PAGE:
In this study, actinobacteria from marine habitats were isolated and their antifungal activities against the rice blast pathogen P. oryzae were investigated. The effects on fungal cells of the most active crude extract and its subfraction were determined. The active isolate was then identified using the morphological characteristics and molecular methods based on 16S rDNA sequence analysis.

Materials and Methods

Sample collection and actinobacterial isolation
Forty marine samples were collected around Nakhon Si Thammarat, Trang, Satun, Songkhla and Phuket provinces in southern Thailand. There is no specific permission required in these locations. The samples consisted of 17 sediments, 16 marine animals (nudibranch, sea fan, sea anemones, sea squirts and sponges) and seven algae. Samples were kept in plastic bags containing sea water and placed in ice boxes. The samples were transported back to the laboratory and processed as soon as possible after collection. Sediment samples were placed in Petri dishes and air dried at room temperature for a week. The dried sediments underwent chemical and physical treatment as previously described20. Algae and invertebrate samples were pretreated using a lyophilization process. The diluted samples were inoculated onto chitin agar21, modified soil extract agar (A9)22,23 and starch-yeast extract-peptone-seawater agar (SYP-SW)24. All media were prepared with 60% natural seawater and supplemented with cycloheximide (50 mg/l) and nalidixic acid (20 mg/l)25. All plates were incubated at 25 ± 2°C for four weeks. Actinobacteria were isolated and purified on A9 medium. The pure cultures were stored in 20% glycerol at -80°C.

Source of P. oryzae
Sixteen isolates of P. oryzae, comprising six virulent strains from paddy (PTRC1-6) and ten isolates from rice near-isogenic-lines (NILs) (PTRC7-16) were obtained from the Phattalung Rice Research Center (PTRC), Thailand. They were grown on potato dextrose agar (PDA) slants at 25 ± 2°C for seven days and then stored at 4°C. All isolates were newly subcultured on PDA before use26.

Antifungal assay of actinobacterial culture broth
Actinobacteria were selected based on morphotypes and cultured in ISP2 medium with 60% seawater at 25 ± 2°C for four weeks. The four-week-old actinobacterial culture broths were screened for antifungal activities against P. oryzae PTRC1 by an agar well diffusion method27. Briefly, wells (7 mm in diameter) were punched in four places 0.5 cm from the edge of the fungal colony and each well was filled with 80µl of culture broth. Plates were incubated at 25 ± 2°C for three to five days. The radii (mm) of the fungal colony on the test and control plates were then measured. The percentage of hyphal growth inhibition was calculated using this formula: Inhibition (%) = 100 – [(R2 / r2) x 100], where R and r represent the average of triplicate measurements of radii (mm) of fungal colonies in the test and control plates, respectively28.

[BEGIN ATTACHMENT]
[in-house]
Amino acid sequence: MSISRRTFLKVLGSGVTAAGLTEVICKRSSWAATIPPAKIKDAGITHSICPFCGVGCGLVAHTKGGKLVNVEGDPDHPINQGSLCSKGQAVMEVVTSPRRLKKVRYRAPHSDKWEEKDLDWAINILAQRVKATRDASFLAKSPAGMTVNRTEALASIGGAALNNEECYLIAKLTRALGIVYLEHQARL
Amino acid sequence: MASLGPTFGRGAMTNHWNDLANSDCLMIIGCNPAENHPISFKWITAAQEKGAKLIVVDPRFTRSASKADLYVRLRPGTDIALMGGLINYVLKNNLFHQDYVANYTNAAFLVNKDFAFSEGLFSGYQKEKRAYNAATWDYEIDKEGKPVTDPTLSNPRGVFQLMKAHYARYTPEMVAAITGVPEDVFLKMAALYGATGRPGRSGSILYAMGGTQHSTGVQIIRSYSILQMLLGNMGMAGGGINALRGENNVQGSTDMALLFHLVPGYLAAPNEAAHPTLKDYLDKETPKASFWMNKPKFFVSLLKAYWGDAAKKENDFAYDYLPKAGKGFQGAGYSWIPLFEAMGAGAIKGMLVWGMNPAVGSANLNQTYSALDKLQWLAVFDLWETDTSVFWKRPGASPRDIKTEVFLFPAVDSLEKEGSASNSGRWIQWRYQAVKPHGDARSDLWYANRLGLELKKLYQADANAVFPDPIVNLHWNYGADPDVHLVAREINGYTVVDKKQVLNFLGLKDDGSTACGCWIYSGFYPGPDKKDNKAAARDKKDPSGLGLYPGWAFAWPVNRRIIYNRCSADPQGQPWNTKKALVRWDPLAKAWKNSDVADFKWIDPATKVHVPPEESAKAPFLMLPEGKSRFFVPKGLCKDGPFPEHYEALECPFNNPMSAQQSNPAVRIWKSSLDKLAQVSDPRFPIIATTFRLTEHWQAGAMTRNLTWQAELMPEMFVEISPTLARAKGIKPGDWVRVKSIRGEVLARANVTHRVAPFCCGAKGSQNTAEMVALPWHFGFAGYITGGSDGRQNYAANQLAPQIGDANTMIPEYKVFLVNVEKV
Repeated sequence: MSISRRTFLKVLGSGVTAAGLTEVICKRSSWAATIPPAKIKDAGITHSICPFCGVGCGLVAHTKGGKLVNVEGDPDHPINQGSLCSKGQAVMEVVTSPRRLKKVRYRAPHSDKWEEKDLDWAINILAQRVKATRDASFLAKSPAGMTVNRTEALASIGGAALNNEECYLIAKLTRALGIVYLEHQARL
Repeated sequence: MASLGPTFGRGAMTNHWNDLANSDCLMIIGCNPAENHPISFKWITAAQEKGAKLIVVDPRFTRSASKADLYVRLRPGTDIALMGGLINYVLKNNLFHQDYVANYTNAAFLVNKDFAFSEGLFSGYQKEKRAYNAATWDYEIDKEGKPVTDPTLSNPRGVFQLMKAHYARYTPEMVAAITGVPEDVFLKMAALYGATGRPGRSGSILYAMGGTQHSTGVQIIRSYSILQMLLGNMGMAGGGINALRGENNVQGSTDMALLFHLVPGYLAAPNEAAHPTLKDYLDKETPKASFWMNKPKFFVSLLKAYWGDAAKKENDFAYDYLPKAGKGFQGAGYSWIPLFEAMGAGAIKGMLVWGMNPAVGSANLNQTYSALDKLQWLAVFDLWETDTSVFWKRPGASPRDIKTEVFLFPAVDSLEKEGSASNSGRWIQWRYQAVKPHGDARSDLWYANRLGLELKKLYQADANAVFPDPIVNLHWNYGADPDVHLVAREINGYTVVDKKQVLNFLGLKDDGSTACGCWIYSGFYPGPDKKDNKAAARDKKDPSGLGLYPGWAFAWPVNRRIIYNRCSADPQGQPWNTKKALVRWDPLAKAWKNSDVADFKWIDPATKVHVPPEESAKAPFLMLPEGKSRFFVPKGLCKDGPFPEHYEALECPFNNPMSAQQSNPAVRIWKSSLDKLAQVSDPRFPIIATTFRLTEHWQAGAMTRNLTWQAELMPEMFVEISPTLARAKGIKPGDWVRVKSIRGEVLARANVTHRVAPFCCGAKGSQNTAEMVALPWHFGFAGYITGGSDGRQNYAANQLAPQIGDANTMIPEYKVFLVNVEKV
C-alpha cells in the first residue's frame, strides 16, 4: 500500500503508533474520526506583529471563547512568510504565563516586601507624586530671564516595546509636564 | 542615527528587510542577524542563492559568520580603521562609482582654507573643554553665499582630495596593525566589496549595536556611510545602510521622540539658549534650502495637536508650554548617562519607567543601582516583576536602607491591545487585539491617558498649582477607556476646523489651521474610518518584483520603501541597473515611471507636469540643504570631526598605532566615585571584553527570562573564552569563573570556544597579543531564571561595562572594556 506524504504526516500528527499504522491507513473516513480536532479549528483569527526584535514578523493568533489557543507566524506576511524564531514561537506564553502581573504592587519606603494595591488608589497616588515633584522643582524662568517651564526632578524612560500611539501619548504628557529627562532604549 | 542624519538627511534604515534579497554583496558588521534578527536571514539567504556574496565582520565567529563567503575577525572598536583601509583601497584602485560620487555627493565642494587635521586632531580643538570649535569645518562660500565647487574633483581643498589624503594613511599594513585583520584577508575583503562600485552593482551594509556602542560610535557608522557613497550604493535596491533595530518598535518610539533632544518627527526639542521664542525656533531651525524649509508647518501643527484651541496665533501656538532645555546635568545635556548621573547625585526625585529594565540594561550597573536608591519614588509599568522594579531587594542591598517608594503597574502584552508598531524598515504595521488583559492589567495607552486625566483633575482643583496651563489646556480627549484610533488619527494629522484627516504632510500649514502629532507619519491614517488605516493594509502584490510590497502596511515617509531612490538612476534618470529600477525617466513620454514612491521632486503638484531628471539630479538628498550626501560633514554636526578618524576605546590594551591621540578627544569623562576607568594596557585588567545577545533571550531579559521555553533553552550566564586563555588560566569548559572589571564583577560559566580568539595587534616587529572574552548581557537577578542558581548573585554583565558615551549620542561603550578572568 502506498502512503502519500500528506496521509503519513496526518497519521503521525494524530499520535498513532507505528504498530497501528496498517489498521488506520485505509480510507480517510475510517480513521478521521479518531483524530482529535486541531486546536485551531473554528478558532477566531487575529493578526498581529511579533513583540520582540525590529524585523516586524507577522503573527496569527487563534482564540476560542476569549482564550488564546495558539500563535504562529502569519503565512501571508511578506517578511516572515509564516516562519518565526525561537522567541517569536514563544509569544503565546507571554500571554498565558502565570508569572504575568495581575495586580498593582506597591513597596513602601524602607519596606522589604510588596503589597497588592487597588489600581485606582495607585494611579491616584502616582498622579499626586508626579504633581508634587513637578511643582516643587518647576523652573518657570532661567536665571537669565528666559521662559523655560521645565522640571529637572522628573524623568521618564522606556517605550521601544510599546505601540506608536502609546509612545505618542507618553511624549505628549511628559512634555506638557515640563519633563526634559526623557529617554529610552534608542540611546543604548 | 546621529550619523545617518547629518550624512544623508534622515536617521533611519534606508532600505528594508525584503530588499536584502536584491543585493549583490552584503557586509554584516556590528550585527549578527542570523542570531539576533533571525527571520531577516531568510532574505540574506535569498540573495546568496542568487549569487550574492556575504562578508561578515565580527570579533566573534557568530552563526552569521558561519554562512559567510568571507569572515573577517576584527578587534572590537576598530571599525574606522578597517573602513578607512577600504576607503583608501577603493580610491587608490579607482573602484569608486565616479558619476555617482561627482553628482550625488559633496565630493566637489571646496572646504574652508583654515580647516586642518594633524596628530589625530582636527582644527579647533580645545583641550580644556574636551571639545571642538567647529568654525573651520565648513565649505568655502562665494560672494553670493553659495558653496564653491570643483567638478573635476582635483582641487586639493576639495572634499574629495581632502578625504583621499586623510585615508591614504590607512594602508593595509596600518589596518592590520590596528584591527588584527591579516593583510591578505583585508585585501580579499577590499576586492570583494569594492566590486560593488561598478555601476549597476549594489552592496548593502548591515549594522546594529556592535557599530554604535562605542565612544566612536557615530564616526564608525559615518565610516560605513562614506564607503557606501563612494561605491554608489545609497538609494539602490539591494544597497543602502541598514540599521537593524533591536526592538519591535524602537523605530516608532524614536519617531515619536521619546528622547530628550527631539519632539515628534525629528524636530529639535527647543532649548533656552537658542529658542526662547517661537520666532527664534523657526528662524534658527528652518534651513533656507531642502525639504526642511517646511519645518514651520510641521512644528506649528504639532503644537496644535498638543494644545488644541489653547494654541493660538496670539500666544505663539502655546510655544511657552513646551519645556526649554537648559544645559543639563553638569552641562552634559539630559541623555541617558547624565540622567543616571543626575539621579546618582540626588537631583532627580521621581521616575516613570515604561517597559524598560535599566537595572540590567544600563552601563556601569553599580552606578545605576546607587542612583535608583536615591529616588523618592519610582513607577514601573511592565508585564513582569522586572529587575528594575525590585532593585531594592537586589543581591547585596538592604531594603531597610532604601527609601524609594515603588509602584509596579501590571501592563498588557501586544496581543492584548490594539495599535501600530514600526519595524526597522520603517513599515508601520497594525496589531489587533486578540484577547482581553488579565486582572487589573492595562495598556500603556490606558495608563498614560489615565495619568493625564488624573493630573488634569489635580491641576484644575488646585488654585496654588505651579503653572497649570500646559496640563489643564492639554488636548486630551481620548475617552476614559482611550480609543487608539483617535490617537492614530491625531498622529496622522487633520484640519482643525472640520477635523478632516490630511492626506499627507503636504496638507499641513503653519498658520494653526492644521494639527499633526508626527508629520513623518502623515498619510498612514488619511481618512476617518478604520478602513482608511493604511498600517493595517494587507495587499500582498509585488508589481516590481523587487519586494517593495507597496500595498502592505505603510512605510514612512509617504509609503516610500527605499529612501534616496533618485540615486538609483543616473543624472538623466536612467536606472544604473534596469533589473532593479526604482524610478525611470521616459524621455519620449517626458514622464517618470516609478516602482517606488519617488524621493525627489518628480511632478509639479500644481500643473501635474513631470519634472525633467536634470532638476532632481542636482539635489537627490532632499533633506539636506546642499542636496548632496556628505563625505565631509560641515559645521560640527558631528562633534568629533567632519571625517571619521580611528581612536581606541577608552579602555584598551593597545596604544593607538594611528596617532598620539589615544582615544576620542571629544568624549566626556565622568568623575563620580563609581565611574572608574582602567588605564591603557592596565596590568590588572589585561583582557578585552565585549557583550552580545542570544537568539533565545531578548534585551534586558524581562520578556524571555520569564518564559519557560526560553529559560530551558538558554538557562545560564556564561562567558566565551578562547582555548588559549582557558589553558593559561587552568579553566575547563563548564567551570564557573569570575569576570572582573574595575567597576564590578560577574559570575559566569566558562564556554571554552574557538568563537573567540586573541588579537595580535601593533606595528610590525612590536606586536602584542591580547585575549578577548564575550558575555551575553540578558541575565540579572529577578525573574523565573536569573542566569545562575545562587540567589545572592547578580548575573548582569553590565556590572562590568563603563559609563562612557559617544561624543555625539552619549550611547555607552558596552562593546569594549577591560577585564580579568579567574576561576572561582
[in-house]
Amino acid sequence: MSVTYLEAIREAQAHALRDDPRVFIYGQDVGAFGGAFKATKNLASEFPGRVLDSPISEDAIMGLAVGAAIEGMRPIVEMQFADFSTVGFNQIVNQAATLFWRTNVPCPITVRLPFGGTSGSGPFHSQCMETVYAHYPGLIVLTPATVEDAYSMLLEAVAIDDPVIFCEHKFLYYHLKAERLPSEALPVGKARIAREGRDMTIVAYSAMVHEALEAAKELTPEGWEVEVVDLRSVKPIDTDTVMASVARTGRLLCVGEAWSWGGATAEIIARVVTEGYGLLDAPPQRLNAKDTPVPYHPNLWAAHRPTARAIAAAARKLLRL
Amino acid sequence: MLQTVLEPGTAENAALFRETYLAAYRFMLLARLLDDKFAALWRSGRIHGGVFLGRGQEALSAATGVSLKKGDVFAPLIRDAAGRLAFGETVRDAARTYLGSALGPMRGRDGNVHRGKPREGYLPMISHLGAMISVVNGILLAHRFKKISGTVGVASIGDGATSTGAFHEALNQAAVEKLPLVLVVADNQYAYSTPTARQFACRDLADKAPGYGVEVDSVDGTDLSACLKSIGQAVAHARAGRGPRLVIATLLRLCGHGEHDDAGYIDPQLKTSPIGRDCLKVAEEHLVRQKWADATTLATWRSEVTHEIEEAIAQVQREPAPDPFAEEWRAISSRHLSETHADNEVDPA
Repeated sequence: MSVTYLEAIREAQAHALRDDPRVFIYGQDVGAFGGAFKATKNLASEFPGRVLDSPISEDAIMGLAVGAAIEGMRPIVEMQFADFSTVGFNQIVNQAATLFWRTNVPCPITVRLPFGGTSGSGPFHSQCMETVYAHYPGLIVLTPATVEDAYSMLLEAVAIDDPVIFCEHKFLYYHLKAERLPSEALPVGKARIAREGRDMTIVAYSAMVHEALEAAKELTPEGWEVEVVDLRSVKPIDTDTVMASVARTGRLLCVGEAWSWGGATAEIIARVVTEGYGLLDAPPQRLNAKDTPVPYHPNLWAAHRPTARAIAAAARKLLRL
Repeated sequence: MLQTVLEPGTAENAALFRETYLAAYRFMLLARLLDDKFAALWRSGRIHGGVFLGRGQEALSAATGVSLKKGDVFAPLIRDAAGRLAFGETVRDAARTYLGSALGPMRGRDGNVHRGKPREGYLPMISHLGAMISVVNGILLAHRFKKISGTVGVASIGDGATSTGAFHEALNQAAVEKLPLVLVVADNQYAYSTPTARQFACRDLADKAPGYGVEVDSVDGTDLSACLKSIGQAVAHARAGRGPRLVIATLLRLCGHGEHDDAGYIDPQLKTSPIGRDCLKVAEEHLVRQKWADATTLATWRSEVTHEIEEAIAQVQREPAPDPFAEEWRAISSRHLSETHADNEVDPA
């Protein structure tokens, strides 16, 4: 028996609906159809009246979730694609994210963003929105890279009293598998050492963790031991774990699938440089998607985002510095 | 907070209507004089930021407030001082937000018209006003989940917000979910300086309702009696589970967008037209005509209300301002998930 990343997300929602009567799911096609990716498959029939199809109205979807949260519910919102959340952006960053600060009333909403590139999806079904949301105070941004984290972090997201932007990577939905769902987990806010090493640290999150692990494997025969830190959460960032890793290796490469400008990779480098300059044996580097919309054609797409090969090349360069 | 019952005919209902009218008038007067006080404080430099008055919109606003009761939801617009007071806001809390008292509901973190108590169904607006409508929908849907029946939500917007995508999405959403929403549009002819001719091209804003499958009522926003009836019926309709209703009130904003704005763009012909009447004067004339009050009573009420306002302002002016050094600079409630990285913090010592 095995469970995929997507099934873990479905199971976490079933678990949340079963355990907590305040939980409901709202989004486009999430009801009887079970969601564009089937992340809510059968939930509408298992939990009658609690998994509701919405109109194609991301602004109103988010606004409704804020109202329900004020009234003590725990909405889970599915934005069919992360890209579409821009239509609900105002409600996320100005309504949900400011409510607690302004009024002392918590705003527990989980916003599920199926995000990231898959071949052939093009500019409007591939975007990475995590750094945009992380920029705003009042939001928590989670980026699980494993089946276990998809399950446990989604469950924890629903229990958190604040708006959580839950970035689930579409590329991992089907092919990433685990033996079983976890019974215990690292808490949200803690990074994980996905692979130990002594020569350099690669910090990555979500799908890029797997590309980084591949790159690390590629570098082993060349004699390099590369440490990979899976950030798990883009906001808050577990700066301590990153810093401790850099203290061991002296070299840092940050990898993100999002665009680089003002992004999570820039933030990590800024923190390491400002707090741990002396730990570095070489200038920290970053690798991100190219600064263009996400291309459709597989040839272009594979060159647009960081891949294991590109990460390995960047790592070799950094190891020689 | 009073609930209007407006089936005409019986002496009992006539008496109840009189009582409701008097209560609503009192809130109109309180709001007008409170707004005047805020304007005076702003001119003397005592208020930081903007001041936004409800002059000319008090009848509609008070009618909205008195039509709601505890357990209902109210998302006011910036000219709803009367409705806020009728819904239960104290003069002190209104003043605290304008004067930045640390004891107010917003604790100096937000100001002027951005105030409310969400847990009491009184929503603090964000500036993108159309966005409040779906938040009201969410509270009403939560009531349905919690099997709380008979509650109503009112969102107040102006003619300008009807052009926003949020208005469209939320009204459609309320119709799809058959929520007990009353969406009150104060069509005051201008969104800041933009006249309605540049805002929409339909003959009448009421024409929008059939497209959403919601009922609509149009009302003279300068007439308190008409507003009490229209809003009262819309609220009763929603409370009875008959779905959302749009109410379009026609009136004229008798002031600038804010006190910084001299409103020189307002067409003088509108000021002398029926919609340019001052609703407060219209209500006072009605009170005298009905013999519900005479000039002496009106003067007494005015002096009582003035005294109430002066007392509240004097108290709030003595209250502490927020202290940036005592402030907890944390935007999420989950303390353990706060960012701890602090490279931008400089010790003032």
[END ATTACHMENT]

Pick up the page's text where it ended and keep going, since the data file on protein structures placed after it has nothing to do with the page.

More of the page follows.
Fermentation and extraction of crude extracts
Actinobacteria that inhibited P. oryzae PTRC1 more than 80% in the culture broth screening test were selected for cultivation in ISP2 medium with 60% seawater for four weeks under static conditions at 25 ± 2°C. Fermentation broths were separated into culture filtrate and cells by filtration and extracted with organic solvents20. Three crude extracts were obtained from each isolate: broth ethyl acetate extract (BE), cell ethyl acetate extract (CE) and cell hexane extract (CH).

Antifungal screening test of crude extracts
The actinobacterial crude extracts were dissolved in 100% DMSO to obtain stock solutions of 100 mg/ml. The antifungal activities of the crude extracts at a concentration of 200µg/ml were determined using an agar microdilution method in 24 well-plate29. The standard fungicide propiconazole at a concentration of 20µg/ml and 0.2% DMSO were used as positive and negative controls, respectively. Agar plugs (1.5 mm in diameter), cut from the periphery of three-day old P. oryzae PTRC1 grown on PDA, were placed in the middle of the surface of the agar in each well. The microplates were incubated at 25 ± 2°C for three days. Crude extracts that completely inhibited hyphal growth at this concentration were further determined to quantify their minimum inhibitory concentrations (MIC) and minimum fungicidal concentrations (MFC).

Determination of minimum inhibitory concentration (MIC) and minimum fungicidal concentration (MFC)